Over his lifetime, Barton Stone witnessed the many bodily “exercises” of frontier revivals. In his 1847 autobiography, he described the forms that religious ecstasy took. A condensed excerpt:


The falling exercise was very common among all classes, the saints and sinners of every age and every grade, from the philosopher to the clown. The subject of this exercise would, generally, with a piercing scream, fall like a log on the floor, earth, or mud, and appear as dead.

At a meeting, two gay young ladies, sisters, both fell, with a shriek of distress, and lay for more than an hour apparently in a lifeless state. At length they began to exhibit symptoms of life, by crying fervently for mercy, and then relapsed into the same death-like state, with an awful gloom on their countenances. After awhile, the gloom on the face of one was succeeded by a heavenly smile, and she cried out, “Precious Jesus!” and rose up and spoke of the love of God.

The Jerks

Sometimes the subject of the jerks would be affected in some one member of the body, and sometimes in the whole system. When the head alone was affected, it would be jerked backward and forward, or from side to side, so quickly that the features of the face could not be distinguished. When the whole system was affected, I have seen the person stand in one place, and jerk backward and forward in quick succession, their head nearly touching the floor behind and before.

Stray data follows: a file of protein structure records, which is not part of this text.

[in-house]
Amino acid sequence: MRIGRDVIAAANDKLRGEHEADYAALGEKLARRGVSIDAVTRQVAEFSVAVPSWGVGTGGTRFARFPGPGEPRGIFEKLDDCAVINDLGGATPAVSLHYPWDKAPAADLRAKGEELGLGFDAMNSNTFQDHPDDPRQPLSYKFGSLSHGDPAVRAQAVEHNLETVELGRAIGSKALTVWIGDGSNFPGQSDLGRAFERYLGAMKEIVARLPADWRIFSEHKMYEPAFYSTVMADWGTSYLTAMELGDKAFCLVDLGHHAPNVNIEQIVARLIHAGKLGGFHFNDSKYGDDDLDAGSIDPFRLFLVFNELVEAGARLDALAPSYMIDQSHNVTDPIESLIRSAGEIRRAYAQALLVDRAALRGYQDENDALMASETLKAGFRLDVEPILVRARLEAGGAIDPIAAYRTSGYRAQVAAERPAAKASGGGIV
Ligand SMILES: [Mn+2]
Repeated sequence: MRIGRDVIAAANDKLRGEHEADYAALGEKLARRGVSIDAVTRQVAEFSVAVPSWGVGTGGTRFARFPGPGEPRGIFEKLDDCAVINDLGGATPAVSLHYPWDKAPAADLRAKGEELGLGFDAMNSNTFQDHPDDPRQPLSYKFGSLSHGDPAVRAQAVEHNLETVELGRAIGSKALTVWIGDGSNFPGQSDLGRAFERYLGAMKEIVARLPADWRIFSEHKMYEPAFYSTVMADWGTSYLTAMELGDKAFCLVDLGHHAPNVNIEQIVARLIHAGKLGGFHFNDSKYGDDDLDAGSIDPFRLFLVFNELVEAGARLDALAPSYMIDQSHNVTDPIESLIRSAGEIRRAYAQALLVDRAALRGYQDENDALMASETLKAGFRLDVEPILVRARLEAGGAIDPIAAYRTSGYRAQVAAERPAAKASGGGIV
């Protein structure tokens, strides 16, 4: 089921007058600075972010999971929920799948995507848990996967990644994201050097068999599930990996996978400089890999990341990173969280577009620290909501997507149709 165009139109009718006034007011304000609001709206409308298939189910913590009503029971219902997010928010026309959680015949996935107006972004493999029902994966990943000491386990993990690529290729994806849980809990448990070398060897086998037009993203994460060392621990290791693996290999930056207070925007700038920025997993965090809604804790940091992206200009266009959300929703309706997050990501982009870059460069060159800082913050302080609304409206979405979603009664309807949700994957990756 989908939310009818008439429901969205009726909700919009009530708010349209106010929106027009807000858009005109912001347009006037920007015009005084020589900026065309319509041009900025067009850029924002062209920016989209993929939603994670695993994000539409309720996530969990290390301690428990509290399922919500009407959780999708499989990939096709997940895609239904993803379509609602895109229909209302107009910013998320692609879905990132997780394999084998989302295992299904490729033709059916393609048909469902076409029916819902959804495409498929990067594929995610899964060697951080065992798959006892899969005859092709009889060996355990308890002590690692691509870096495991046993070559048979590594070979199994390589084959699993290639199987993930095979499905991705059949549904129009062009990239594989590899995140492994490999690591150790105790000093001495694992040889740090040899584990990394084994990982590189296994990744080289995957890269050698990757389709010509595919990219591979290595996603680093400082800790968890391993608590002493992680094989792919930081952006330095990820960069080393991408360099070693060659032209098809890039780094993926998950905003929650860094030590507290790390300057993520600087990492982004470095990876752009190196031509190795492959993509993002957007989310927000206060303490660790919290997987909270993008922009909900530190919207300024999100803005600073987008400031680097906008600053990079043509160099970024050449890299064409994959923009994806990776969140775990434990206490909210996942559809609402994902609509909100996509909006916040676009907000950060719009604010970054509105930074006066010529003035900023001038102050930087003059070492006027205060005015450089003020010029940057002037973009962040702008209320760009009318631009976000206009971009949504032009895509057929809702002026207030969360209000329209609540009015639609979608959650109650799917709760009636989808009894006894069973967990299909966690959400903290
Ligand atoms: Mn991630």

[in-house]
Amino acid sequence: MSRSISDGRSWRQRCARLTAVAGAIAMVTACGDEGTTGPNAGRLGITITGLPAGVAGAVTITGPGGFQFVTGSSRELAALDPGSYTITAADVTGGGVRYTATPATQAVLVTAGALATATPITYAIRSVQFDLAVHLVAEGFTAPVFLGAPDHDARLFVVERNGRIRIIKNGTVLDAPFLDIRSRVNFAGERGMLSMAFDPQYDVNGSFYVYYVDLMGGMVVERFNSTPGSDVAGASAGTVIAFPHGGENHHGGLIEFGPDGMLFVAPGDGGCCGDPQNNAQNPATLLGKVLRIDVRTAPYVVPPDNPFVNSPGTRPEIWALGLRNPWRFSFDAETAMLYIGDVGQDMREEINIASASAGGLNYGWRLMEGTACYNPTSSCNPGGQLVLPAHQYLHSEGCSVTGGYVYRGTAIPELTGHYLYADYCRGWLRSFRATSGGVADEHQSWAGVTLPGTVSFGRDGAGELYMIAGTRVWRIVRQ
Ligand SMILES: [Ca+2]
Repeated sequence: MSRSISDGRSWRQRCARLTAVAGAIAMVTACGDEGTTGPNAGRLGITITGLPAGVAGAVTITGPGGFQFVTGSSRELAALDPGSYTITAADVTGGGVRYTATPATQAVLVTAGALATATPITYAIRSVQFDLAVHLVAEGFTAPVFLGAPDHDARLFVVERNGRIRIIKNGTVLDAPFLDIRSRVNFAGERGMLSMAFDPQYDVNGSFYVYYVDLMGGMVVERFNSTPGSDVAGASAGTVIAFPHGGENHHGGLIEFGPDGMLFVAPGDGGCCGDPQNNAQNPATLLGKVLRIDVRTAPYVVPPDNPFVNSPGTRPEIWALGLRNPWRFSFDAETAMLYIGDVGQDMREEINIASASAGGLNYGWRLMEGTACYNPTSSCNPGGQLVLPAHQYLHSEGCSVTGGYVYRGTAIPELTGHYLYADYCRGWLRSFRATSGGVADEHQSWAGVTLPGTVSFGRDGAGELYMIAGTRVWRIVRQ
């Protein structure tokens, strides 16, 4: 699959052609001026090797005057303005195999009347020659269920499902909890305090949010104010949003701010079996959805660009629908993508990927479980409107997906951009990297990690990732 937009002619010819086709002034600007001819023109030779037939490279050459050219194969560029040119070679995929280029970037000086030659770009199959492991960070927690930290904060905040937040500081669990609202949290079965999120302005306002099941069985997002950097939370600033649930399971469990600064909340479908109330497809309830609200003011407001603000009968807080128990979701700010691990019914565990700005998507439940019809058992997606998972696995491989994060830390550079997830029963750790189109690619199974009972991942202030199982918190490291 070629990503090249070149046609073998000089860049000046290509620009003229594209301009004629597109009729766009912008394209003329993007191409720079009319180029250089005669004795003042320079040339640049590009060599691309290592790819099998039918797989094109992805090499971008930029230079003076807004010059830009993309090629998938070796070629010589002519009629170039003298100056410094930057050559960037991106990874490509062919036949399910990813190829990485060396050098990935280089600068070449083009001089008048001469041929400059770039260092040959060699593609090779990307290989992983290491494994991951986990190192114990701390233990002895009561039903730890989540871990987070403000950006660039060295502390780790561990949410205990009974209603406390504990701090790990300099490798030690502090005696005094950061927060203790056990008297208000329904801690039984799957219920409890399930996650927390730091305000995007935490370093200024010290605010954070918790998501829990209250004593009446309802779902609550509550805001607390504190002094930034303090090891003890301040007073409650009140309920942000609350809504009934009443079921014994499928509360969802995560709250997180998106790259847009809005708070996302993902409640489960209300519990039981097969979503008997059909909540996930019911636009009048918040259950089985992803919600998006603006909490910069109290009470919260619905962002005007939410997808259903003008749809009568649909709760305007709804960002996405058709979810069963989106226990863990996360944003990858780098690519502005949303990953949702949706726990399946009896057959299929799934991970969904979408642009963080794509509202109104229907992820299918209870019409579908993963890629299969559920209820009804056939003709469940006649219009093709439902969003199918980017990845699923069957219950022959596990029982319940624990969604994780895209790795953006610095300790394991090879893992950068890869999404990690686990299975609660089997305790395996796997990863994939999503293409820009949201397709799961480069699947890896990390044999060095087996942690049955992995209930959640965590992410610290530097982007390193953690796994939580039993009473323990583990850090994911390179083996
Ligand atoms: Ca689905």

The dancing exercise generally began with the jerks, then the jerks would cease. The smile of heaven shone on the countenance of the subject, and assimilated to angels appeared the whole person. Sometimes the motion was quick and sometimes slow. Thus they continued to move forward and backward in the same track or alley till nature seemed exhausted, and they would fall prostrate on the floor or earth.


The barking exercise (as opposers contemptuously called it) was nothing but the jerks. A person affected with the jerks would often make a grunt, or bark, if you please, from the suddenness of the jerk.


It was a loud, hearty laughter, but one [that] excited laughter in none else. The subject appeared rapturously solemn, and his laughter excited solemnity in saints and sinners. It is truly indescribable.


The running exercise was nothing more than that persons [who,] feeling something of these bodily agitations, through fear, attempted to run away and thus escape from them. But it commonly happened that they ran not far before they fell or became so greatly agitated that they could proceed no farther.


The singing exercise is more unaccountable than anything else I ever saw. The subject in a very happy state of mind would sing most melodiously, not from the mouth or nose, but entirely in the breast, the sounds issuing thence. Such music silenced everything, and attracted the attention of all. It was most heavenly. None could ever be tired of hearing it.